In what has been a difficult year for emerging markets (EM) fixed income, JAMIL MUFTI is of the view that the lack of issuance has helped support the Sukuk market as demand continues to outstrip supply. Adding to that is the low-beta nature of the Sukuk market due to the stickiness of buy and hold Islamic investors.
There have been a number of external shocks, most of which can be attributed to the anticipation of a rate rise in the US. The fear of a potential rate rise in the US has spooked market participants on both sides of the fence, investors and borrowers. On the supply side, issuers are worried about the uncertainty surrounded by the timing of a rate rise and the volatility arising from such an unknown variable. The demand side has been affected by apprehension toward EM fixed income while sovereign wealth funds of oil-exporting countries have reigned in cash as revenue from hydrocarbon sources decrease.
Review of 2015
There has been a preference to issue Sukuk in EM currencies recently as opposed to US dollars. This has been due to the appreciation in the US dolar versus the EM foreign exchange thereby inflating the hard currency debt load of EM issuers as their currencies weaken. In the GCC, there has also been a preference to tap the local loan market, a trend we have seen for some time now, as liquid banks are willing to lend at cheaper rates to regional institutions as the cost of capital remains low.
Staying on the subject of issuance, there has been an increase in ethical deals, with two issuers this year being World Bank-related: the International Finance Facility for Immunisation, which funds vaccinations, and the International Finance Corporation, which helps private sector development in developing countries. The IDB has also been a regular issuer over the years with no exception this year, issuing a five-year Sukuk, helping liquidity in the Sukuk market as well as funding various programs in developing Muslim countries.
Sovereigns have helped widen the scope of the Sukuk market. Last year, a number of debut issuances from non-Muslim nations – including the UK, South Africa, Luxembourg and Hong Kong – showed the investment community that Sukuk is a good way to diversify a borrower’s funding source and widen the investor base. In fact, Hong Kong tapped the market again this year, this time issuing a Wakalah structure which is not as asset-heavy as the Ijarah structure they used in last year’s issuance to provide a benchmark for corporates.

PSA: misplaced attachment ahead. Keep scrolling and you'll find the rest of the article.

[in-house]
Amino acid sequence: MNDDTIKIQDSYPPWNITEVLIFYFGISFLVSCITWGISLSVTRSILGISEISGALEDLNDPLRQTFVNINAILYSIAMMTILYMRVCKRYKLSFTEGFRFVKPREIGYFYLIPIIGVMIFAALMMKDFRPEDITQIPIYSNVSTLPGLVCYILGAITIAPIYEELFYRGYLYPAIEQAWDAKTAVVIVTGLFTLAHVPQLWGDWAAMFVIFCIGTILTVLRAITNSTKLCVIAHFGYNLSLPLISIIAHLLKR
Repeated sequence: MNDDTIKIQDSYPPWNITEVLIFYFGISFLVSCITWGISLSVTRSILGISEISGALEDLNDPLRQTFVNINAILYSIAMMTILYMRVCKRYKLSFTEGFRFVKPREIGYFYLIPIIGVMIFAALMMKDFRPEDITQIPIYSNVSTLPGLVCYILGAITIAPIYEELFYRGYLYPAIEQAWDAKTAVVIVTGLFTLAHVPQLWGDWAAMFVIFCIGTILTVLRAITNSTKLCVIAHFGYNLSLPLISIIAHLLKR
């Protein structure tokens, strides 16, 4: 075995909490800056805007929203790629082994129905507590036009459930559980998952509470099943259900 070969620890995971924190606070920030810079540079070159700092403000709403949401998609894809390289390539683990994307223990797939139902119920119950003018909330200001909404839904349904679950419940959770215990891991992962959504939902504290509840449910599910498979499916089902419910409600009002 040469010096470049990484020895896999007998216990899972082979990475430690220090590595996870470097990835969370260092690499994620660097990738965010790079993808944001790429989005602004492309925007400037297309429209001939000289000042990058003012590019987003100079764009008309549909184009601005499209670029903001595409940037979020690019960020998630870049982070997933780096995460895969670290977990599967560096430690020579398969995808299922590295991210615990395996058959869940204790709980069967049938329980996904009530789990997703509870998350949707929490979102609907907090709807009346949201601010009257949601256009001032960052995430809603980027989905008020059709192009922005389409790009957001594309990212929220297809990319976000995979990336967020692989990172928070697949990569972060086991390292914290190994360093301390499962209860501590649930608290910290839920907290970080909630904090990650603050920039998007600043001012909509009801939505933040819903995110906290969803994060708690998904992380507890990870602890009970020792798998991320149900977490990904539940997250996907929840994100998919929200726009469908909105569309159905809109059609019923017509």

In terms of innovation within the Sukuk market this year, the Sukuk by Emirates Airlines stands out as it was the first Sukuk to be backed by an export credit agency (ECA), namely UK Export Finance. ECA-backed structures allow issuers with a low or no credit rating to receive a credit enhancement therefore lowering their borrowing costs.
As alluded to earlier, the Sukuk market has weathered the volatility in the markets this year and, at the time of writing, returned 2.23% as measured by the Dow Jones Sukuk Index, compared to a return of 1.31% for the Bloomberg Emerging Market Composite Bond Index. High-grade Sukuk have performed well due to a bid for safe haven assets as well as a positive credit move on the back of good sets of financial results out of the GCC, particularly the regional banks.
Preview of 2016
Although issuers have been apprehensive this year due to uncertainty surrounding a rate decision in the US, the Federal Open Market Committee (FOMC) has mentioned that the pace of hikes will be gradual which has flattened the rate curve and should help allay fears of tightening monetary policy hindering growth in the US and to a certain extent borrowers of US dollar debt. In fact, certain EM central bankers were reported to have said that the FOMC should hike sooner rather than later to dispel the volatility in the market. Sukuk issuance could see an increase next year as oil-exporting nations look for a bottom in the oil price weakness, at which point an increase in capital expenditure could be warranted. Also, GCC local rates have been slowly increasing recently, which should encourage issuers to tap the Sukuk market in order to diversify their funding base. As well as more issuances, there should be more clarity surrounding monetary policy in the US which could increase trading volumes as directional views are implemented.
The Sukuk market has grown a lot over the years but still remains a niche market. However, there are a number of ways in which to expand the depth of the market, with the key theme being education. The public should be informed about the availability of Islamic and ethical pension alternatives while issuers should be told of the wider investor base as conventional as well as Islamic investors can participate in Sukuk issuances.
The oil price weakness has slowed the GCC primary market somewhat, but the market has benefited from geographic diversification as issuances from Asia have helped to hedge to some degree the credit move from a lower oil price.